Most fire pits are best used with wood, even if coal (even smokeless coal be an option). Wood briquettes are usually great for preventing smoke and to offer a clean fire.

However, the type of fire that we all know and love comes from wood, and in order to obtain a high quality product, you may need to go through some trial and error and to store it yourself, in a dry well ventilated shed.

Steps to Divert Smoke from Fire Pits

Making sure that your fire doesn’t produce too much smoke is one thing, but there are ways of diverting the smoke to not reach the people who gather around the pit.

The best way to do this is to use a smokeless fire pit.

There are different types available. Some of them channel the smoke to another location, while others are able to warm the air around the fire to minimize the smoke output.

The original smokeless fire pit was a simple hole in the ground, connected to an underground tunnel that emerged in a different location. This brought fresh air to the base of the fire, meaning that the fire was more efficient, thus there was less smoke.

Today, many fire pits have technology that mimics this one, but an alternative way to divert the smoke is to learn about your environment and to use it so that any smoke that you may produce, is blown away by the wind, in a direction that doesn’t bother anyone.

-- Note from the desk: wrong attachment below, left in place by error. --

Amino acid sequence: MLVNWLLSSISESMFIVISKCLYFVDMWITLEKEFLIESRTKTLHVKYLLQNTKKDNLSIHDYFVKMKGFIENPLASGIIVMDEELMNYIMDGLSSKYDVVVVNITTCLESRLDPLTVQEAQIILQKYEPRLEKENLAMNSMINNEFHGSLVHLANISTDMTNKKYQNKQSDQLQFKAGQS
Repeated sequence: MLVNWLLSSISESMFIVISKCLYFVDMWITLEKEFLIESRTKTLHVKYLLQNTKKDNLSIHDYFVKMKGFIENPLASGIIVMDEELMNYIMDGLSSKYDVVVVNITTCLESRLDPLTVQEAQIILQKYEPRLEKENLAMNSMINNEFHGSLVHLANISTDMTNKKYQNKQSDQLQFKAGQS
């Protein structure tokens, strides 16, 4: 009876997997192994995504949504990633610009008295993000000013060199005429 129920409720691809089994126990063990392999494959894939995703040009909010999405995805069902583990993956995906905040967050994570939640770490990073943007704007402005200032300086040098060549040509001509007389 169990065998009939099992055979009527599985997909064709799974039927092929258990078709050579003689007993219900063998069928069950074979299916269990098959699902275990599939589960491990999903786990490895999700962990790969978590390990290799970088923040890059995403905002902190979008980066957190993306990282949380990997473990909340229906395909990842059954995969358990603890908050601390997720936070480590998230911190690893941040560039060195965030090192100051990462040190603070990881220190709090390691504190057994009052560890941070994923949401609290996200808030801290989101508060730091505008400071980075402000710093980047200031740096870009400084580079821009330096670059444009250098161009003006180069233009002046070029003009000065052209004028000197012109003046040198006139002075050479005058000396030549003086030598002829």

What to Burn in a Fire Pit Without Smoke

Having an almost smoke free fire pit is wonderful, but it does take some planning. So, you will need to remember to always have the proper fuel, and to maintain your fire pit to its best form.

You can burn items such as:

  • Dry, seasoned wood;
  • Wood Bricks and pellets;
  • Alternative solid fuel like soy logs or recycled coffee grounds

No matter what you choose to burn, if the product is designed for fire pits and it’s dry and well stored, it will probably offer you a good fire that produces little smoke.

Of course, the most important element in a smoke free fire pit is the fire pit itself. As long as you have one that is well built and that was designed to minimize the smoke output, you can rest assured that you will be able to enjoy being outside, next to the fire.


Some fire pits create a lot of smoke, but there are solutions to this problem, and you can read all about them in this article.

Alright, that’s it for this article guys, if you found it useful then a share on social media or your website would be cool!

All the best


ps here’s a few articles related to this one you might find interesting:

Do Fire Pits Need Air Vents? (Your Model Might!)

How to Clean a Fire Pit – A Beginner’s Guide.

Can Fire Pits Get Rained On (Things To Be Aware Of)

Steve Foster

Suburbanite, tech geek, handy man, automation enthusiast who started blogging about the stuff I do around my home and found he had a knack for it.